Never having made choux pastry before, and having already seen Candice’s scrumptious looking blog post with the recipe, I picked her South African take on profiteroles, with a milk tart custard filling. The recipe was ranked number 79 in the difficulty stakes, but I was up for it! I mentioned the challenge to a few friends and they responded with an “Oh yeah, we made profiteroles at school”, which made it sound like it must be a doddle. But as I’d never made them at school or anywhere else, I thought it could still count as a challenge. And I was right!
|The first batch of dough in my shiny new Le Creuset pan|
This morning I launched confidently into the pastry making and achieved a respectable looking dough, which I proudly piped through a home-made piping bag (a corner cut off a freezer bag) into nice even swirls on the baking tray.
|First attempt at piping went well|
Into the oven they went, but when I peeped into the oven after 20 minutes my confidence faltered. They hadn’t risen at all, but were already golden brown. Stress! I tweeted frantically and consulted my Anne Willan Readers Digest cooking bible, to find two things I’d done wrong. The water had boiled before the butter was melted. And the dough hadn’t really been glossy before I piped it. I put the blame squarely on my scales, which are of the approximate ball park persuasion and had obviously delivered too much flour.
|Sorry, soggy unrisen profiteroles|
Wiser by two mistakes so far, I discarded the first sorry, soggy batch and plunged back into the fray. This time I checked the dough for glossiness and added more egg, the scales still being over-generous with the flour.
|Now we have the right gloss on the second batch|
And this time when I peeped in to the oven at the 20 minute mark I was rewarded with nicely rounded puffs of pastry, maybe a little too golden but definitely puffy. Yay!! After 10 more minutes they were done enough to poke holes in their bottoms to release the steam and put them back in to dry.
|Not perfect but definitely edible|
Relieved that things were looking up, I turned my mind to the milk tart filling. Milk on to heat, eggs beaten with sugar, flour and cornflour added. The milk took advantage of my back being turned for a minute (Tweeting distraction)to froth over, but I caught it just in time and foiled its evil intent. It was poured over the egg mix, whisked to a smooth custard and then put back in the pan to thicken, stirring all the time. Now I stirred constantly, I really did, but the sauce still managed to turn into lumps on me, so I took it off the heat, whisked madly and eventually put it through the sieve to get rid of the worst lumps. Rather than risking it back on the heat again, I reckoned it was thick enough and hoped it would set more as it cooled. Spices and vanilla were added and I left it to cool.
Meanwhile the rest of the meal was to be a braai, conveniently leaving most of the work to my husband, but I still had to spice the chicken wings and boil potatoes. Flurry of spices, potatoes thrown into pot, stove lit. Done.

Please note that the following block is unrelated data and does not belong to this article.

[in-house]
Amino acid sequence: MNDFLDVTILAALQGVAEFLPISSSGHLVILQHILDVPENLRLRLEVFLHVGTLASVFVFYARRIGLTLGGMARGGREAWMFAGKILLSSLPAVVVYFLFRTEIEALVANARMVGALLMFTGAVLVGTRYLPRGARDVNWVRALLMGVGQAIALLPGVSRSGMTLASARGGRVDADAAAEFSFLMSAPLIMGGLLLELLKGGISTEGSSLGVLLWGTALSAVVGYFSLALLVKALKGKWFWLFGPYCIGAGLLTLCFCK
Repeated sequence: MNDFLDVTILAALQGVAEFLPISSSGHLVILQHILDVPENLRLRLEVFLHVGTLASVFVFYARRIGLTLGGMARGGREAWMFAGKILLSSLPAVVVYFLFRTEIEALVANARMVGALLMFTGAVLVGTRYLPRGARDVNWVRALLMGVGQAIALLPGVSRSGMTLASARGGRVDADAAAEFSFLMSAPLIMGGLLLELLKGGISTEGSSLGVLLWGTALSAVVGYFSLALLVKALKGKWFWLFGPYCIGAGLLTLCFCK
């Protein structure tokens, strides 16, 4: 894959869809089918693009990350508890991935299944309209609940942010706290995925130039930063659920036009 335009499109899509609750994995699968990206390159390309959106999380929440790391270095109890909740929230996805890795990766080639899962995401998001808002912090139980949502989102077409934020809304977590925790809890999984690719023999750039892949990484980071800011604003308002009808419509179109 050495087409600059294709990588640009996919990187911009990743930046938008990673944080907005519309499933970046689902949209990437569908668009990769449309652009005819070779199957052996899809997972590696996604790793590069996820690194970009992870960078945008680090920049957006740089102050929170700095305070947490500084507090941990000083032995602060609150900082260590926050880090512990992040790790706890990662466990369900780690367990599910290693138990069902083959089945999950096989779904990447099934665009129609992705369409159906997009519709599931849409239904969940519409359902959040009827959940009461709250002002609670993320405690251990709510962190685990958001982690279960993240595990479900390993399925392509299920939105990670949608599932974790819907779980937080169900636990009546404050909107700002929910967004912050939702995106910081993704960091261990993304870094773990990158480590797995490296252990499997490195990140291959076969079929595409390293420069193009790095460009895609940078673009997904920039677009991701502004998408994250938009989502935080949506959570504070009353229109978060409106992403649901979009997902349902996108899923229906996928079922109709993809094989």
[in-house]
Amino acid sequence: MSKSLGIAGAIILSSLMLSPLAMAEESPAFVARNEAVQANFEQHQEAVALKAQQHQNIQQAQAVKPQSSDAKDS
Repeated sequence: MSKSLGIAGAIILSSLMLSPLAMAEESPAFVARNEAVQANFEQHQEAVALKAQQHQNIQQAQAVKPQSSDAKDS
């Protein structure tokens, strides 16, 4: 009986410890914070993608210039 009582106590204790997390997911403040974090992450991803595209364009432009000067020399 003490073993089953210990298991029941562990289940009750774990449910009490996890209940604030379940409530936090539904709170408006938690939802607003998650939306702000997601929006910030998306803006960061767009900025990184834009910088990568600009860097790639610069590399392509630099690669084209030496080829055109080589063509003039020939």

Now there was just the chocolate ganache to do. Candice had made a white chocolate sauce, but I’m a dark chocolate fiend and reckoned that I could just substitute that. I brought the cream to the boil, poured it over the broken chocolate pieces and stirred madly to be rewarded with lovely glossy sauce. Perfect first time... or so I thought.
The milk tart custard meanwhile had cooled but was still slightly too runny, so I tried chilling it in the freezer for five minutes and then turned my mind to assembling the profiteroles. Pastry cases, check. Cream filling, check, chocolate ganache at room temperature... errr ... panic, the smooth glossy sauce had gone lumpy and grainy as it cooled.
By now I was past expecting perfection and was going for edible. I tried heating it again over a pot of hot water, but that just added to the disaster as it began to separate. Never mind, it still tasted good and chocolaty. So I got out another freezer bag to pipe the filling into the cases, half-filled them and plonked them firmly onto the plate so the filling wouldn’t dribble out again, squidged a dollop of melted dark chocolate over the top and congratulated myself on a morning well spent. If we learn from our mistakes, it was definitely a steep learning curve.
The verdict of the family: they really liked them and had two each, but reckoned I could have used a cheaper and sweeter dark chocolate or even milk chocolate. Lindt 70% is too good for chocolate sauce it seems!
Disclaimer: All troubles and travails were entirely of my own creation and nothing whatsoever to do with Candice’s recipe which is just as it should be. I’m going to try it again from scratch another day, now I’ve got over the first few choux pastry hurdles.
Thanks to all on Twitter who came through with helpful suggestions and encouragement!
|Milk tart profiteroles served up to family with cream|
Lessons I learned
- I need more accurate scales. The relative quantities of flour, eggs and liquid are even more crucial than in most baking techniques. I think my second batch could be improved on further by getting it more exact.
- Making lumpy custard is easier than you think. A lower heat would have been better and more controlled.
- I need to research making chocolate sauce with dark chocolate for next time. I would have loved to see these with a luscious glossy coating of chocolate.
- It’s OK to chuck it all out and start again.
- I should wear an apron more often - sticky custard piped all over T-shirt!
The braai was perfect, the autumn day even better for a lovely family lunch on the stoep